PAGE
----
Posted by Robert Half on 02 December 2015
While the thought of writing a line of code might go against every instinct you have, learning how to code can give you a distinct edge in today's digital job market.
To make their teams as lean and mean as possible, agencies and in-house departments are hiring digital professionals who can sufficiently handle the tasks of related disciplines – from SEO to programming to writing code. Because of the digital workplace in which we live, the ability to code –even in its simplest form – is becoming a skill that is highly sought by hiring managers. Put simply, if you're a digital professional looking to boost your career then having coding skills makes you a hot commodity.
Despite this opportunity, some digital professionals are reluctant to jump on the coding bandwagon. Many see their roles as purely "creative" and feel developers or computer programmers, for example, should be responsible for the "technical" aspects of a given project. Granted, with digital professionals the line is starting to blur with developers on a day-to-day basis, but learning a coding language could benefit you career.
If you can get over this way of thinking, then learning how to code is in your best interest. It will enable you to:
1. Add to your skill set and boost your marketability. As you keep yourself up to date on existing digital trends, coding is a completely new, yet related, competency that more and more employers seek. You might not need to get started on learning how to code today, tomorrow or next month – but eventually you might have to. As noted, there's already a demand for this skill. If only learning the basic, starting to learn how to code now will help give you an edge.
2. Stretch your definition of innovation. Digital professionals are known for their innovative thinking. When you think of coding languages, innovation might not be the first word that comes to mind. But think of what they're capable of producing: responsive websites, complex gaming worlds, smartphone apps – the list is endless. Here's a good analogy: Think of code like music. Both require knowledge of a specific language: Java for coders and musical notes for musicians. Innovation comes into play when that knowledge is applied – when you're able to string together notes or pieces of code to create something complex, intriguing and revolutionary, like say… the internet. In that same vein, approaching innovation through coding may help you explore new possibilities.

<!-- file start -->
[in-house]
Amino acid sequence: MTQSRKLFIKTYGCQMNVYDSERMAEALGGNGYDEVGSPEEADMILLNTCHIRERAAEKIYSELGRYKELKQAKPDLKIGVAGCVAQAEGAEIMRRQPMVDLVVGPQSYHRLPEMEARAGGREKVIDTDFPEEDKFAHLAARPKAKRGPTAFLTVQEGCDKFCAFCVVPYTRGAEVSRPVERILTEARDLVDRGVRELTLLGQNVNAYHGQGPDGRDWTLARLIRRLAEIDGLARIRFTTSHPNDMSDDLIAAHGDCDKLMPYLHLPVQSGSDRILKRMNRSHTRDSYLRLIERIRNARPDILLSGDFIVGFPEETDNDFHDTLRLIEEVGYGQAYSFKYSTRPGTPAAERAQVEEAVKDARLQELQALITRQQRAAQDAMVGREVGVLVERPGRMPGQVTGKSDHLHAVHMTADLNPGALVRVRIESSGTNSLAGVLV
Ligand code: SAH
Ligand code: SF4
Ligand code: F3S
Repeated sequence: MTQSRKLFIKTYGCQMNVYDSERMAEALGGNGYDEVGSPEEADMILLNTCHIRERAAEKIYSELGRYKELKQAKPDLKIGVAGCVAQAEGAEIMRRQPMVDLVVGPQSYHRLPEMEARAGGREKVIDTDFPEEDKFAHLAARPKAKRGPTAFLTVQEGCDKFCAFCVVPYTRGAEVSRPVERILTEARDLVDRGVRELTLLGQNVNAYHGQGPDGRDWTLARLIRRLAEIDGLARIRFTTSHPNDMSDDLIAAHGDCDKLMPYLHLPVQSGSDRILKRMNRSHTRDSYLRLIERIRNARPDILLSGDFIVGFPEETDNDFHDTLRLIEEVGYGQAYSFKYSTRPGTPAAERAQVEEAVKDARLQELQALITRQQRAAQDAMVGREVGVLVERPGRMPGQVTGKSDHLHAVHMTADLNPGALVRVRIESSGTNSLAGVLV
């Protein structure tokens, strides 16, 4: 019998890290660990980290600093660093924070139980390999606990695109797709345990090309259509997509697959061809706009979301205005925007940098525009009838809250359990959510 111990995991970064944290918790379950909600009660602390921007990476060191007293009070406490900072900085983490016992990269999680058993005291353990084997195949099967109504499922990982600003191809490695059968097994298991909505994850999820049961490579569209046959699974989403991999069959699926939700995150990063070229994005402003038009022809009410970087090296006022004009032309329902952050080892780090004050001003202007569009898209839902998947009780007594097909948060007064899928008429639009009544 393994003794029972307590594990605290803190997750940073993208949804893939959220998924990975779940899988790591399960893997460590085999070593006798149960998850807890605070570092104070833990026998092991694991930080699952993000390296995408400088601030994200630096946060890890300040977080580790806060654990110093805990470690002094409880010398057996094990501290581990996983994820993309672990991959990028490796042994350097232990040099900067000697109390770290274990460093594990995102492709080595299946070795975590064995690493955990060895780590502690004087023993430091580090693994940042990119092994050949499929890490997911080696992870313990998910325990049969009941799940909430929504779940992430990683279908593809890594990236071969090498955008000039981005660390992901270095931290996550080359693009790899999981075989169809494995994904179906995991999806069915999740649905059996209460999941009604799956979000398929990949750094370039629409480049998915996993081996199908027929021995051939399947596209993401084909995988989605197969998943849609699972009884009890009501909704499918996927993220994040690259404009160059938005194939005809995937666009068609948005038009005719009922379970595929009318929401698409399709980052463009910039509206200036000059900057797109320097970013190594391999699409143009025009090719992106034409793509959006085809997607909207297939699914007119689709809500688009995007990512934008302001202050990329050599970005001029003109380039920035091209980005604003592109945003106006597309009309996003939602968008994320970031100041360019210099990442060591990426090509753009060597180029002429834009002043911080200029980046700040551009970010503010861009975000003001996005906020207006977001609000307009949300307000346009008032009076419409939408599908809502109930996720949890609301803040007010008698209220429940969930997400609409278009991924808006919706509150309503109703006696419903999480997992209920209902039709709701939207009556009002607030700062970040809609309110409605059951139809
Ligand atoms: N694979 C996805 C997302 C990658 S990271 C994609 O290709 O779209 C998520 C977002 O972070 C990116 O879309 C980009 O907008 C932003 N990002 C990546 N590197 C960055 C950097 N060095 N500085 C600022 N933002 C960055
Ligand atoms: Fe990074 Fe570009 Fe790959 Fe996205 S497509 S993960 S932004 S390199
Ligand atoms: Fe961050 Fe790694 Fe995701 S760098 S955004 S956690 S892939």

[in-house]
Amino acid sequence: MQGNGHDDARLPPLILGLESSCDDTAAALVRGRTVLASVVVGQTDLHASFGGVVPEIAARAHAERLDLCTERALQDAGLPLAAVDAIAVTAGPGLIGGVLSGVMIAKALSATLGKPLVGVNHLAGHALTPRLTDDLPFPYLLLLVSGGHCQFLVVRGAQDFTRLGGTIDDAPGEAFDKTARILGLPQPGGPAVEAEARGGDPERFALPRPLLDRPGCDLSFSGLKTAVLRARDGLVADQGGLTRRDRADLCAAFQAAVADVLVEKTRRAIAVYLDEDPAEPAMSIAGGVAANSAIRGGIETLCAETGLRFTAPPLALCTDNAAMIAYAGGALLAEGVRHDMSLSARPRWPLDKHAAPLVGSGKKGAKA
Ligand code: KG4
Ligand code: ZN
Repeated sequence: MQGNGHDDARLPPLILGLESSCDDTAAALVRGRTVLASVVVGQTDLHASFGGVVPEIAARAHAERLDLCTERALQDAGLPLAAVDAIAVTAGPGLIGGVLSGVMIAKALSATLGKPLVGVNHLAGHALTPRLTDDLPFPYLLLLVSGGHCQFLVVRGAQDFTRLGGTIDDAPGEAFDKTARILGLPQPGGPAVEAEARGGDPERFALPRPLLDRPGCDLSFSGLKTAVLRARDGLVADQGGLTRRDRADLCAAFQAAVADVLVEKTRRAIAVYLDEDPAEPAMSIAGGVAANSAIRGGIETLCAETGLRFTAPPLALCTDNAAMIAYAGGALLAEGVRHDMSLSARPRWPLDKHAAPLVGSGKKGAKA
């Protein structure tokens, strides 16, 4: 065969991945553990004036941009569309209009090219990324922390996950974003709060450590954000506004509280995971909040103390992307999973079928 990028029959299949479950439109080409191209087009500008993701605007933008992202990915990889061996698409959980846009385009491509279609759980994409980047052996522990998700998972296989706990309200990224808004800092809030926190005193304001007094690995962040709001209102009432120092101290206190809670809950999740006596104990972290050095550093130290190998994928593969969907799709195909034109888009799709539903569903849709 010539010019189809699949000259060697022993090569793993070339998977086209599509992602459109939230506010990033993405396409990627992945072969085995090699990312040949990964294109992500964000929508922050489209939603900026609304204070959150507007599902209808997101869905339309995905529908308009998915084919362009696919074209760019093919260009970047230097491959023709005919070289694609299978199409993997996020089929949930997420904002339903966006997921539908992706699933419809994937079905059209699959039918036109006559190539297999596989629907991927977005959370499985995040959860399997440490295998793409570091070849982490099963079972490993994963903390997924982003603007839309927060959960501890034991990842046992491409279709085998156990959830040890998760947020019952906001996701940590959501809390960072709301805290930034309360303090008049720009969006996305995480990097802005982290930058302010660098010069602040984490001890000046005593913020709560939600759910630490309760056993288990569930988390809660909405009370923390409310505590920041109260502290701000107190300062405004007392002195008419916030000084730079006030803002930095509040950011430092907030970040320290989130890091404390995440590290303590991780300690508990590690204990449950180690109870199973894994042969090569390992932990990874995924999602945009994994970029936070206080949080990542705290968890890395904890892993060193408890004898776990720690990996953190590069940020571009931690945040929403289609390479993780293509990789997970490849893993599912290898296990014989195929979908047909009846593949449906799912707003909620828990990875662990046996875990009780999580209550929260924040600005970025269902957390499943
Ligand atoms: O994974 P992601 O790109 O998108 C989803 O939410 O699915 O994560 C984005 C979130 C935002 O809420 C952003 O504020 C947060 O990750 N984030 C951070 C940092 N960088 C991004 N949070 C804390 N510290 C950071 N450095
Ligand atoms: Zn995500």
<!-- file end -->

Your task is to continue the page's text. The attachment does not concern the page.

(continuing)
3. Send hiring managers a message. Even if an employer is not specifically seeking a digital pro who can code, the fact that you know how to do it tells them that you're versatile and willing to learn new things.
4. Be an invaluable liaison. Knowing how to code puts you in the unique position of translating between two languages – ‘design-speak’ and ‘code-talk’. If you've ever worked with Product or Engineering departments, sometimes the jargon they're using makes absolutely no sense to you. Knowing a bit of their lingo can also help fill the gap.
5. Be more collaborative. By filling in those gaps, you start to foster a more collaborative environment among the entire team. Productivity goes up and squabbling goes down. And, as an extra benefit, you're strengthening yourself as a leader.
6. Bring your digital skills full circle. Instead of advising changes or updates to the tech team, take the reins and make the changes yourself. It might seem like a longer process but, in the long run, it can be more efficient. No back-and-forth emails or "need clarification" questions. It's all in your control!
7. Feel the coder's pain. OK, so you gave coding an honest try, but you're just not that into it. Not to worry. Going through the process of learning to code should give you some idea of what die-hard coders have to go through to produce quality work. As a digital professional, you know how maddening it is to hear someone complain about a change that is seemingly minor to them but is of considerable importance for you. Don't be that person for coders!
Coding skills will give you another perspective to consider in your career work, help you empathise with full-time coders and, ultimately, strengthen your team. Design might always be your core competency, but understanding programming and coding will make you that much more desirable to hiring managers.
Are you a digital professional with coding skills? Looking for a new challenge? Get in touch with us today.
This article was adapted from The Creative Group